This Vietnamese Beef Stew is cleansing, delicious and super simple to make. On this episode of My Market Kitchen Liz teaches us all about choosing spices to help aid in digestion and give your digestive system the reboot it needs after a long week!
The Clove and Sichuan Pepper in the Chinese Five Spice powder breaks down the protein in the beef helping your body to digest and process it better whilst the Star Anise has a cleansing effect on your system and adds a subtle sweetness to the stew. This fragrant slow cook has all the classic flavours of an Asian-style dish: sweet, salty, heat and acidity and shows you there are so many more beneficial properties to spices than just flavour enhancing. Give your system the boost it needs with this wholesome, purifying, spicy stew.
Spices used in this recipe
Cinnamon Sticks, or quills, are obtained from the inner bark of a variety of trees from the Cinnamomum genus. The dried cinnamon quills are characterised by their light brown colour and thin rolled shape, as well as it’s warm, sweet and delicate fragrance. It is used to flavour poached fruits, tagines and curries, as well as baked goods.$3.45
Star Anise Whole
Star Anise whole also known as Chinese anise, native from the southwest China and used in Chinese and southeast Asian cuisines as Vietnamese cooking. Star anise, is a star shaped fruit that is considered an essential ingredient in Chinese duck and pork recipes. Its liquorice-like flavour is similar to that of aniseed and fennel. It has a slightly stronger flavour and aroma than the regular anise and it has the similar sweet and licorice flavour as the Spanish anise seed. Due to its beautiful star shaped form with eight points and deep dark reddish brown hue, it is an attractive garnish. It has a sweet warm, clovey, liquorice flavour and deep aroma. Used to add flavour to tea, soups, stir fries and curries, while the ground star anise is a dominant ingredient in Chinese five-spice powder.$3.45
Bay Leaves Dried Whole
Bay leaves are oval-shaped leaves from the Bay Laurel tree. They have a warm and pungent aroma with an aromatic and slightly bitter flavour. They are used in a wide variety of cuisines from around the world, from European to Indian and everything in between. They an essential herb in Bouquet garni along with thyme, marjoram and parsley. There are two culinary types of bay leaves; Turkish and Californian. The Turkish has a more subtle flavour than the Californian variety and is more commonly grown and used in Australia. Only one or two leaves are needed to enhance a whole roast, pot of soup or stew. Dried leaves are less bitter than fresh & have a sharp pungent aroma.$3.45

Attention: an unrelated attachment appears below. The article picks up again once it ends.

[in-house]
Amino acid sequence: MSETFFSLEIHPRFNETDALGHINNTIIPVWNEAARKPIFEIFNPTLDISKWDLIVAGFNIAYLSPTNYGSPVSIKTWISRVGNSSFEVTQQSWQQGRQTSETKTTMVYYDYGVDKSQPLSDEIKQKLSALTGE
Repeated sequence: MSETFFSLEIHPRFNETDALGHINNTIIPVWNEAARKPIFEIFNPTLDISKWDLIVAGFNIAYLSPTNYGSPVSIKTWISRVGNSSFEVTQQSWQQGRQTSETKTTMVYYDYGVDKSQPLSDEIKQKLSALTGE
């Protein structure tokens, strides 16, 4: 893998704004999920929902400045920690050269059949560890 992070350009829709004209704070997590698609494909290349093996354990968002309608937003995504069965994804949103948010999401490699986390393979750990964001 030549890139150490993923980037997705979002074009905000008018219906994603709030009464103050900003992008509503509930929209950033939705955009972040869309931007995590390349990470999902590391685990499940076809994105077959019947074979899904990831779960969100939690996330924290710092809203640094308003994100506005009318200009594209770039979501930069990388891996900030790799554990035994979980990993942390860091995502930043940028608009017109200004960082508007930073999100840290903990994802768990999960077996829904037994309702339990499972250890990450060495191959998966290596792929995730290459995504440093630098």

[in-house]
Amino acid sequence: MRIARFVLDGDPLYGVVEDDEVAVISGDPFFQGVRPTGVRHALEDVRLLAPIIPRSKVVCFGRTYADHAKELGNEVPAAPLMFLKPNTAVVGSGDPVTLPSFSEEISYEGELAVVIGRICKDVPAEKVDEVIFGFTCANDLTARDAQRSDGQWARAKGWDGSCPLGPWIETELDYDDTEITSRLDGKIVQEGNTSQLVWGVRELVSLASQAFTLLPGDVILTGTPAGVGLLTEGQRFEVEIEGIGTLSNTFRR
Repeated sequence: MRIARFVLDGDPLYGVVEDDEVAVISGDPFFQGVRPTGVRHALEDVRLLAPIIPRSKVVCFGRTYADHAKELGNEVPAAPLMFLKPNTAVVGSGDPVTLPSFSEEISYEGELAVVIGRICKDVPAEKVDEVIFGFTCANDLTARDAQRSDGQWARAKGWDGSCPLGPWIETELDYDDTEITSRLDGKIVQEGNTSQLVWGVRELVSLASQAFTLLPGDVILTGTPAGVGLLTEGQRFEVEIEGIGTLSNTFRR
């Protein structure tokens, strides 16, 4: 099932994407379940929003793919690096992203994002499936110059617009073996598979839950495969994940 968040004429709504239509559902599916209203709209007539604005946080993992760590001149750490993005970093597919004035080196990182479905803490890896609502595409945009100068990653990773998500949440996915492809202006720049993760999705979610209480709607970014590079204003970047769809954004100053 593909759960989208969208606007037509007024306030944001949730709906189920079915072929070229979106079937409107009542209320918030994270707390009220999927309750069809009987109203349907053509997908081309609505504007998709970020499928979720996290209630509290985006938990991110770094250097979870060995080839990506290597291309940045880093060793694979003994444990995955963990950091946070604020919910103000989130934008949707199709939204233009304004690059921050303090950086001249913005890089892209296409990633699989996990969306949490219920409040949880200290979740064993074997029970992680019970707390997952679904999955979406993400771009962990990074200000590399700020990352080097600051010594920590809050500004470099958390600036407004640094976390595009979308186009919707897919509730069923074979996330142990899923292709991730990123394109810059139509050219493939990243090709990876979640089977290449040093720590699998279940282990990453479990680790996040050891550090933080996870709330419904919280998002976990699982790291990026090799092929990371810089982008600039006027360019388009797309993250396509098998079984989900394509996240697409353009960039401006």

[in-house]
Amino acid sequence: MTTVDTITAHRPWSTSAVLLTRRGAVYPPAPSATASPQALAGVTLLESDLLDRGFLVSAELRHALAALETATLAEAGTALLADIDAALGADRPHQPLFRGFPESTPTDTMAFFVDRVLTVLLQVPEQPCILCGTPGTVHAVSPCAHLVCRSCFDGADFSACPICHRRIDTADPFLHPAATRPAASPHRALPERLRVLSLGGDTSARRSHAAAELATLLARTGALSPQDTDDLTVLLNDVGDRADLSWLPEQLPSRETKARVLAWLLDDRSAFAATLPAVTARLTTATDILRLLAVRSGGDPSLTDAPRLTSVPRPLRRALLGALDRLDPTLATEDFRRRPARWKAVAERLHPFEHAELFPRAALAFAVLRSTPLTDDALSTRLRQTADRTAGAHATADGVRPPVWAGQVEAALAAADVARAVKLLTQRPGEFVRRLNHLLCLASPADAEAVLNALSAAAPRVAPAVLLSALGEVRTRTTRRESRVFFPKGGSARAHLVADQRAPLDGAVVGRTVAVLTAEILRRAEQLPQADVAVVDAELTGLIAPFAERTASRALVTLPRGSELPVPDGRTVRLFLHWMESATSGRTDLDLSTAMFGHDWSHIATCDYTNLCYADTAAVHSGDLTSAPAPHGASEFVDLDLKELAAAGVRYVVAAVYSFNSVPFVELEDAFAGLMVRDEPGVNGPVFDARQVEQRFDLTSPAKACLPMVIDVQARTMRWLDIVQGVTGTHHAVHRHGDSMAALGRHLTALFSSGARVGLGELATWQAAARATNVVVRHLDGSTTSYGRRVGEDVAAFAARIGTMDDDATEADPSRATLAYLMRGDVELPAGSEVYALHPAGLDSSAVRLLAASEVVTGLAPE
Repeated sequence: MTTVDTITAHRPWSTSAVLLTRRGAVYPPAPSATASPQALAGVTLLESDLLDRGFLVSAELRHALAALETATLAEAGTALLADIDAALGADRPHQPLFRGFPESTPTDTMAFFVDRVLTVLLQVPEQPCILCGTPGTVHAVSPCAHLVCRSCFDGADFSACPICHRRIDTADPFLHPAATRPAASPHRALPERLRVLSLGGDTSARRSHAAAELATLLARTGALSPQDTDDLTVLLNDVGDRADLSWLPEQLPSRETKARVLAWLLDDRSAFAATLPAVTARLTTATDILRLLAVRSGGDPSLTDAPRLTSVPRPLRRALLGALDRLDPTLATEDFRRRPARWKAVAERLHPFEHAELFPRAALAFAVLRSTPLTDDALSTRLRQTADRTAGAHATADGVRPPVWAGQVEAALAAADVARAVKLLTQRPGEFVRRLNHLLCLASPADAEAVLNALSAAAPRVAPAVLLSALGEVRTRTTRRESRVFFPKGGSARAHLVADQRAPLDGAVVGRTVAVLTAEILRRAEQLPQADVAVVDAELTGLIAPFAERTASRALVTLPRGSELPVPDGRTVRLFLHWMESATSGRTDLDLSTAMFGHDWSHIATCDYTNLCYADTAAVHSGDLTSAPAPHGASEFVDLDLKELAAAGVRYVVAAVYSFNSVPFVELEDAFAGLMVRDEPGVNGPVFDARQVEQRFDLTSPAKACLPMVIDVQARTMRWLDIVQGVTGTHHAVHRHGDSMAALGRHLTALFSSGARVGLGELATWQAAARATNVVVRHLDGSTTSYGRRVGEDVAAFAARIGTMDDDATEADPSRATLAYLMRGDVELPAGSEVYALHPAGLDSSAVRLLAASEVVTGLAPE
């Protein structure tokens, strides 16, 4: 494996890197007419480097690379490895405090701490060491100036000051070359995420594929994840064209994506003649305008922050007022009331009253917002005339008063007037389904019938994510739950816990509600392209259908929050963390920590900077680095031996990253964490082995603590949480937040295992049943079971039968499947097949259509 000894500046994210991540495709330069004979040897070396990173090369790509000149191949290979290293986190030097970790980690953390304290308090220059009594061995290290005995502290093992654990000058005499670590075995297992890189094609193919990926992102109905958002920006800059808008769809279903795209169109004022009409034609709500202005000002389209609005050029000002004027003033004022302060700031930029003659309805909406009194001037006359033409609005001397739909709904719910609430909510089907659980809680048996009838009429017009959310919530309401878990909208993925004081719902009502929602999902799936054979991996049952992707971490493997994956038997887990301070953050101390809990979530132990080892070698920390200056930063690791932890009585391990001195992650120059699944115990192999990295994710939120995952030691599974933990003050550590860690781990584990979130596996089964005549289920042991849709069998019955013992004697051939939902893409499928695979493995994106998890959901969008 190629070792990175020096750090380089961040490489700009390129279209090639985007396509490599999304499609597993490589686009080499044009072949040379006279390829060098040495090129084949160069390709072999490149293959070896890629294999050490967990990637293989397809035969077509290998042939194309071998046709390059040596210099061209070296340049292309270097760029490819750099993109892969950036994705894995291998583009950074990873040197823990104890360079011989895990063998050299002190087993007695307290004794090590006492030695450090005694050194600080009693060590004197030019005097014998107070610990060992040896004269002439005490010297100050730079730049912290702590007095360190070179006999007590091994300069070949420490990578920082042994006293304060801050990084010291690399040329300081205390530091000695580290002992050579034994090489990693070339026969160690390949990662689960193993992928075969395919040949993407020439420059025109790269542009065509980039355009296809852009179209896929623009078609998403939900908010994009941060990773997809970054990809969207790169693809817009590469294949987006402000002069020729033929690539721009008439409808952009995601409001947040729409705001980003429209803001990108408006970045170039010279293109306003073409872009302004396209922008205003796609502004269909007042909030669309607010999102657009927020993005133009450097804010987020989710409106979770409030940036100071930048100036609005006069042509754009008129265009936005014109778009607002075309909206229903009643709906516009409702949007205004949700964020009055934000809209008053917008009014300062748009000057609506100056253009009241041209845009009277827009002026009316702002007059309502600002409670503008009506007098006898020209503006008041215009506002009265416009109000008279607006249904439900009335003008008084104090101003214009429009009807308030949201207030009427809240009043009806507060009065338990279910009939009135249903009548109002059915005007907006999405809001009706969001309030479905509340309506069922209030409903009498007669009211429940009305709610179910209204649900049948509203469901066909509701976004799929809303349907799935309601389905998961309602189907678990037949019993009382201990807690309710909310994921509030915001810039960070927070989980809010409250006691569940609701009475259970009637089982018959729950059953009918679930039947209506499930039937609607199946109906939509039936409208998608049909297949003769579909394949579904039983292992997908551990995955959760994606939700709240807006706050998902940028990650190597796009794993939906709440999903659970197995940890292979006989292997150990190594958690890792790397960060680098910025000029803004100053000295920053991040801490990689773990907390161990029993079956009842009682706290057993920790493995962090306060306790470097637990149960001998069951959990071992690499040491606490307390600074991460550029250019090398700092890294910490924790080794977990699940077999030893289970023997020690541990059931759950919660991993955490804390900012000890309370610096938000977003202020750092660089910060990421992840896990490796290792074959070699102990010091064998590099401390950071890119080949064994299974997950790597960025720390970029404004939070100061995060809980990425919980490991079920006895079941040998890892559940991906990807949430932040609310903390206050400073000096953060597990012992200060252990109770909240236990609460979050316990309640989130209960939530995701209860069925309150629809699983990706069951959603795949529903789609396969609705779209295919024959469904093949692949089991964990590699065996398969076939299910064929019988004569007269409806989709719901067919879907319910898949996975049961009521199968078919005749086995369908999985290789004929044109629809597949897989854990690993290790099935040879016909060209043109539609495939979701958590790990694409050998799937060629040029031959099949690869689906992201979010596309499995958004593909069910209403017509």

Five Spice Powder – Chinese, Mild
Chinese Five Spice powder is a spice mixture of five spices used primarily in Chinese cuisine but also used in other Asian and Arabic cookery. It is also commonly used in Asian cocktails for a warm spice kick. The dominant flavour comes from star anise with the sweet flavour of cloves and cinnamon that combine to give a sweet tangy profile that works well with rich meats like duck. This exotic and versatile blend is usually used to add sweet but spicy flavour to savoury and sweet dishes.$3.45
Heat a large casserole pot over high heat and add a good drizzle of olive oil before adding the beef and browning off. You may have to do this in batches.
Once the meat is browned off add the tomato paste and chopped garlic and continue cooking for 2-3 minutes.
Add the remaining ingredients to the pot except for the carrots. Bring the pot to the boil and reduce the heat to a gentle simmer and place the lid on the pot. Cook for 70 minutes or until the beef is meltingly tender.
Meanwhile peel and cut your carrots into large chunks. Once the meat is tender add these to the pot. Cook for another 20 minutes, and when the carrots are cooked through and just tender serve the stew.
Garnish with coriander, bean shoots, and crusty white baguettes.